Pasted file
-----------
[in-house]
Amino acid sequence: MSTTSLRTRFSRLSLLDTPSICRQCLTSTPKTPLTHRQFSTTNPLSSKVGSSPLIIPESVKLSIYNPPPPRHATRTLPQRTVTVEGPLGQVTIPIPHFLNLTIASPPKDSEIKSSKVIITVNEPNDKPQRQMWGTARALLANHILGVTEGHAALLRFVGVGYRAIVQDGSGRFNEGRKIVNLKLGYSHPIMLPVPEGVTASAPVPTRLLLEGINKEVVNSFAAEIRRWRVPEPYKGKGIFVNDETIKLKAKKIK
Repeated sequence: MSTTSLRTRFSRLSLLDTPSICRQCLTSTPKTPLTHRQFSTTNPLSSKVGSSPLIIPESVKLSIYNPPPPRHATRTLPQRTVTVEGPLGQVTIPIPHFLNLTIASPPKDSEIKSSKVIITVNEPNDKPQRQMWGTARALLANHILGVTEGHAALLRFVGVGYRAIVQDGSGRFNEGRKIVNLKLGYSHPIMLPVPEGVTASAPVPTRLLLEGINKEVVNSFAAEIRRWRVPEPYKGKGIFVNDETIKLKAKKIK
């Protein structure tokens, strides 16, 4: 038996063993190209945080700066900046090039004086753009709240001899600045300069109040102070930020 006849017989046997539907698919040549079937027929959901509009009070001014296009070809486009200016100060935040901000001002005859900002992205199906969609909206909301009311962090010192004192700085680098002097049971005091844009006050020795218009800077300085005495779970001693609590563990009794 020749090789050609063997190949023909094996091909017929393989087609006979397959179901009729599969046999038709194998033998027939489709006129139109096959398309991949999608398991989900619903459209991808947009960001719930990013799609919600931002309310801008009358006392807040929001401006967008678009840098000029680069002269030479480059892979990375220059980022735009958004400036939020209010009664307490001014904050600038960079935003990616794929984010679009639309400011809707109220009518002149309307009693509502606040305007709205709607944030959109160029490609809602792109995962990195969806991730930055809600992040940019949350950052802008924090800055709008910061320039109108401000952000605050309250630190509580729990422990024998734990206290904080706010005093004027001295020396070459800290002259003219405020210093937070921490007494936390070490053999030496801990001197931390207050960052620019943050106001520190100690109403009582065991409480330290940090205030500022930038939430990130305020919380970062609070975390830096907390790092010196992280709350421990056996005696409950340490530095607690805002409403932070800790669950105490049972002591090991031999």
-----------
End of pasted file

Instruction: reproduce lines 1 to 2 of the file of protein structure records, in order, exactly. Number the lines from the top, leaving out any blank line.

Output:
[in-house]
Amino acid sequence: MSTTSLRTRFSRLSLLDTPSICRQCLTSTPKTPLTHRQFSTTNPLSSKVGSSPLIIPESVKLSIYNPPPPRHATRTLPQRTVTVEGPLGQVTIPIPHFLNLTIASPPKDSEIKSSKVIITVNEPNDKPQRQMWGTARALLANHILGVTEGHAALLRFVGVGYRAIVQDGSGRFNEGRKIVNLKLGYSHPIMLPVPEGVTASAPVPTRLLLEGINKEVVNSFAAEIRRWRVPEPYKGKGIFVNDETIKLKAKKIK